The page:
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    We had a Washburn dealer in my area around 2007-08 and I got pretty familiar with the N series, they even lent me the N4 Vintage model for a while. I've played the N4, N4 Vintage, and the very rarely seen N5 and N6 models, and they were all just jaw droppingly beautiful and well made guitars. I'm a PRS man these days but the USA Nuno guitars would probably be my go to if I ever fall out of the PRS club. The necks just feel soooooo nice, and as mentioned previously the Stephens Cutaway is absolutely genius. Hell just talking about my experiences in this thread is making me want to scour the internet for a good deal on a Nuno for myself lol.
     
  4. Elwood

    Elwood SS.org Regular

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    I've read the N4 has quite a small body and if you are a big guy it can look very small. How have owners got on with them - is smaller better.
     
  5. OmegaSlayer

    OmegaSlayer SS.org Regular

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    Mentioning the guitar for which you've been offered the trade can help.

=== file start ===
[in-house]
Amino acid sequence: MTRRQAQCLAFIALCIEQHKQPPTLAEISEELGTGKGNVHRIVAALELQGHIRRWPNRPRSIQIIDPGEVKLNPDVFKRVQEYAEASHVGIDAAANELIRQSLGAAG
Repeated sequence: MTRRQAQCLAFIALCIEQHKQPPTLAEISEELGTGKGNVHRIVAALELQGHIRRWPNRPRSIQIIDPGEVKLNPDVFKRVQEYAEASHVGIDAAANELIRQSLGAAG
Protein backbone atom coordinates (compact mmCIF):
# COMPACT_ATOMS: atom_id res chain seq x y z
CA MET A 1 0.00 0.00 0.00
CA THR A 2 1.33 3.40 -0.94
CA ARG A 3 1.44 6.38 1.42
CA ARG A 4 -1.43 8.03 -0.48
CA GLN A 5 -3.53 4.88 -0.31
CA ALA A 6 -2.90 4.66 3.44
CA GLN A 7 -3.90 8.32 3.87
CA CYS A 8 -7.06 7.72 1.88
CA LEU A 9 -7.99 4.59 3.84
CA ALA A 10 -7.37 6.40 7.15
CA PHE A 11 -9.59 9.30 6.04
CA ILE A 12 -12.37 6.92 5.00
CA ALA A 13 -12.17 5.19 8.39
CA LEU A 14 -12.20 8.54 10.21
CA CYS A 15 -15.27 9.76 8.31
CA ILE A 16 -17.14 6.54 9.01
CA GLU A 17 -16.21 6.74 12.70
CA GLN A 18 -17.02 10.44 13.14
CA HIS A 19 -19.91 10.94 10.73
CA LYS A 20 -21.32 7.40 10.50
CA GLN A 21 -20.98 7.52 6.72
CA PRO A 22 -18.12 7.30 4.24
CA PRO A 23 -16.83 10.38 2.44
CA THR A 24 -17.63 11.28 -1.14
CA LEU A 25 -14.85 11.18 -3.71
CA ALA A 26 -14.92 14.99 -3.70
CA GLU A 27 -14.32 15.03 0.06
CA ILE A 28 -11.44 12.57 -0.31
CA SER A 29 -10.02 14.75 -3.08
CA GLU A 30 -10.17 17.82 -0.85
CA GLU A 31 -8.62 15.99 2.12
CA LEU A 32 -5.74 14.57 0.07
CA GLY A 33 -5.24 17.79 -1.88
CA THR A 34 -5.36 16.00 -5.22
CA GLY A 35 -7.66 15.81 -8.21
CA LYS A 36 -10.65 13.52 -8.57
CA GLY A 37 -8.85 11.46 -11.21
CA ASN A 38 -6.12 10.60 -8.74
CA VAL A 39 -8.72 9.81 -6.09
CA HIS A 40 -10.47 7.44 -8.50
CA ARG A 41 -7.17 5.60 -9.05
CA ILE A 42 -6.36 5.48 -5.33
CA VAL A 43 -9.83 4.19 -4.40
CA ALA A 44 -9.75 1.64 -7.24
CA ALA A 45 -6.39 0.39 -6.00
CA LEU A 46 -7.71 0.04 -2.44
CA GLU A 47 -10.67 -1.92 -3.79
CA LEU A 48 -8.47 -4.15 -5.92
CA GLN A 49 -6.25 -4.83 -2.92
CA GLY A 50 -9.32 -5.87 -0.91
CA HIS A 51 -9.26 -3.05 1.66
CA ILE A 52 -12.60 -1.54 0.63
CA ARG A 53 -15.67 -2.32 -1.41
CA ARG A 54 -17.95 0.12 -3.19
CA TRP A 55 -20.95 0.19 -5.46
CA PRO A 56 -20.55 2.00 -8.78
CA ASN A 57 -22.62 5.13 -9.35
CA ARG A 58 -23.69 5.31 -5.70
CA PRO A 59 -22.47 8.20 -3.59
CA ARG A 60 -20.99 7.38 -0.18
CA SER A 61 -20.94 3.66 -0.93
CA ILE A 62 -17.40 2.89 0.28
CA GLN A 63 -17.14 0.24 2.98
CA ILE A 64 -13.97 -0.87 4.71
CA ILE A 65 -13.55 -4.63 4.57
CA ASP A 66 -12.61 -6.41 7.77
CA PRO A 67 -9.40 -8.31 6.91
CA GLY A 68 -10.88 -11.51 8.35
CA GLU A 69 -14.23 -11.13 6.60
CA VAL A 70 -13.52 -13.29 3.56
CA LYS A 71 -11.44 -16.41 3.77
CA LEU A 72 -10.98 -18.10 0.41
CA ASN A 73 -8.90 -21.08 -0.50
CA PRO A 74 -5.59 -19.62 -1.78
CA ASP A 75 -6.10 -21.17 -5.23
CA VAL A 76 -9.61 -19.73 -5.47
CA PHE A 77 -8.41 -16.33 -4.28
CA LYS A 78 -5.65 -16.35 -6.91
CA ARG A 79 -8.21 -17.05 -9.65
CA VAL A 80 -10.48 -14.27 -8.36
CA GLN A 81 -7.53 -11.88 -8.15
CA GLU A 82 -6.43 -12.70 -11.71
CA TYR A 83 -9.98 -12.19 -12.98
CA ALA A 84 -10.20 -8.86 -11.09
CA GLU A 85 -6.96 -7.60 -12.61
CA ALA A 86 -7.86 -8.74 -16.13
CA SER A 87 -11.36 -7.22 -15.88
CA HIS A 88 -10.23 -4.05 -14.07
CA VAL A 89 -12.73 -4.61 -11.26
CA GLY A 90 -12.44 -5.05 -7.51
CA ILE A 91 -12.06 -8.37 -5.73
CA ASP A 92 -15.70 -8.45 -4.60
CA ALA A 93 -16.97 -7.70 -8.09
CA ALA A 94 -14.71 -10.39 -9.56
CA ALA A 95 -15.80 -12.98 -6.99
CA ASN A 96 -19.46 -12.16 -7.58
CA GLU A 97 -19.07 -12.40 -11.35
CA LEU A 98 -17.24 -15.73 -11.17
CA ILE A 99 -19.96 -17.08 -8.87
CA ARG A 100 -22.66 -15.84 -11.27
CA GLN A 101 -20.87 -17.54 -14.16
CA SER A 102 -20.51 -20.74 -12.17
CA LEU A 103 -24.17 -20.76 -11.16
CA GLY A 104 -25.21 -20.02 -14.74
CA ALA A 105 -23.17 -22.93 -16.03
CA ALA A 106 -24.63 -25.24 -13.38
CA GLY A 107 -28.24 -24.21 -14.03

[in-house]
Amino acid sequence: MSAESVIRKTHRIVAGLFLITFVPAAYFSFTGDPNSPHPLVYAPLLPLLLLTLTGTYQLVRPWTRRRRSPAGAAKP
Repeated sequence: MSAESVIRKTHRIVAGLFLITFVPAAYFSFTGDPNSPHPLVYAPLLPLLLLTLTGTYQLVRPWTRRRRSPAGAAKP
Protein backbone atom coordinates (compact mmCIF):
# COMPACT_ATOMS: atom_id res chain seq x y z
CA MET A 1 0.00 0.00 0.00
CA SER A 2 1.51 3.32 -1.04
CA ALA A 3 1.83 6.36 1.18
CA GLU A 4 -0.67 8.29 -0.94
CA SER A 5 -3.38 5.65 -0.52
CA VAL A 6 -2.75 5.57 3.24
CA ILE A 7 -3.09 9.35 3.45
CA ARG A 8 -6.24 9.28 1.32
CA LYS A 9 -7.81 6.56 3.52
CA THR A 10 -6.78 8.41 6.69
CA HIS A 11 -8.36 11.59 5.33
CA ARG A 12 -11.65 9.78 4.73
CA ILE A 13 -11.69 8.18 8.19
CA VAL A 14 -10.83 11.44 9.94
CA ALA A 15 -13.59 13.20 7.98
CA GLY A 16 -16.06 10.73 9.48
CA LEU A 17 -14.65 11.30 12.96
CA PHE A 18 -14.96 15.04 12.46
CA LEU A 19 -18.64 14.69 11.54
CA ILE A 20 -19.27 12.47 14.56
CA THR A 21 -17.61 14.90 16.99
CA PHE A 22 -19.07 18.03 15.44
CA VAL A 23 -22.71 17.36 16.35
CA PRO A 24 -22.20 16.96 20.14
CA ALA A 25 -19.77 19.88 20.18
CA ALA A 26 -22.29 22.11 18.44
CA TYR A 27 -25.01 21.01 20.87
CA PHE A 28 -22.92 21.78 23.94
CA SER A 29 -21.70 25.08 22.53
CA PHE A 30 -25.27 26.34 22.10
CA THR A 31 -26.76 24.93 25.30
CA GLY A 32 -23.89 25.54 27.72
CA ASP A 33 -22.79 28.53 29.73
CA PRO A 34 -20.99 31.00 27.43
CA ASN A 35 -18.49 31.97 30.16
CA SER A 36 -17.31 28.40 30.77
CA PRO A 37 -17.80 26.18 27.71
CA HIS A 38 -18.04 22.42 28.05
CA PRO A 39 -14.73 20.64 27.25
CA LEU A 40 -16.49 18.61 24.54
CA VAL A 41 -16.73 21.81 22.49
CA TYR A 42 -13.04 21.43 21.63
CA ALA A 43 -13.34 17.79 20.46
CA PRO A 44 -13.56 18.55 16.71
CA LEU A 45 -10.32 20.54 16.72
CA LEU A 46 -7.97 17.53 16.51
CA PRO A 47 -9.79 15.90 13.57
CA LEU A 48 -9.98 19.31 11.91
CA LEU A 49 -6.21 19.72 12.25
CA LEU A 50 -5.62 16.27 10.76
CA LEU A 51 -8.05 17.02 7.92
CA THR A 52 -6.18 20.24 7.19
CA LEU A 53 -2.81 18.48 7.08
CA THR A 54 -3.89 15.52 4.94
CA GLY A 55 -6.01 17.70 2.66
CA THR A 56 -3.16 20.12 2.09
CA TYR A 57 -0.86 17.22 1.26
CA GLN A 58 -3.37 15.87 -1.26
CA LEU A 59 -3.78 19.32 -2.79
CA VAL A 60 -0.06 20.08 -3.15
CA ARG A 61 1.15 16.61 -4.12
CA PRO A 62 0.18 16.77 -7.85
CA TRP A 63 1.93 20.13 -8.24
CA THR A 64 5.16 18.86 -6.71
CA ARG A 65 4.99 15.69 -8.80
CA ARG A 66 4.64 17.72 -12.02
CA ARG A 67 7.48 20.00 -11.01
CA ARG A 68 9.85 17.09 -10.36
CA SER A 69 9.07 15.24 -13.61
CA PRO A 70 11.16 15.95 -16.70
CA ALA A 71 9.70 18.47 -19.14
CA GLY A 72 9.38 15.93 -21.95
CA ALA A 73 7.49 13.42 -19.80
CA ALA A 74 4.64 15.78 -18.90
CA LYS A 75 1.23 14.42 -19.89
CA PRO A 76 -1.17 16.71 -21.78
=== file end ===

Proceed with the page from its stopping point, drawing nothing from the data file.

Because it can make you think a bit.
    If you have been offered an N4 for a € 1000 guitar...it's sure that something is off.
     
  6. MajorTom

    MajorTom Supreme Being

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    Rabea Massaad, the lead guitarist from Dorje, the band Rob Chapman of Chapman Guitars formed, before Rabea got his signature Chapman guitar, used a Washburn N4, if you look on youtube, I think it's either on Rabes's channel, Rob's Channel or Dorje's channel, but there is a sort of video diary of them - Dorje, recording their first E.P. and Rabea Massaad, who by no means is a small person, is seen playing Washburn N4 for the recording of their first E.P.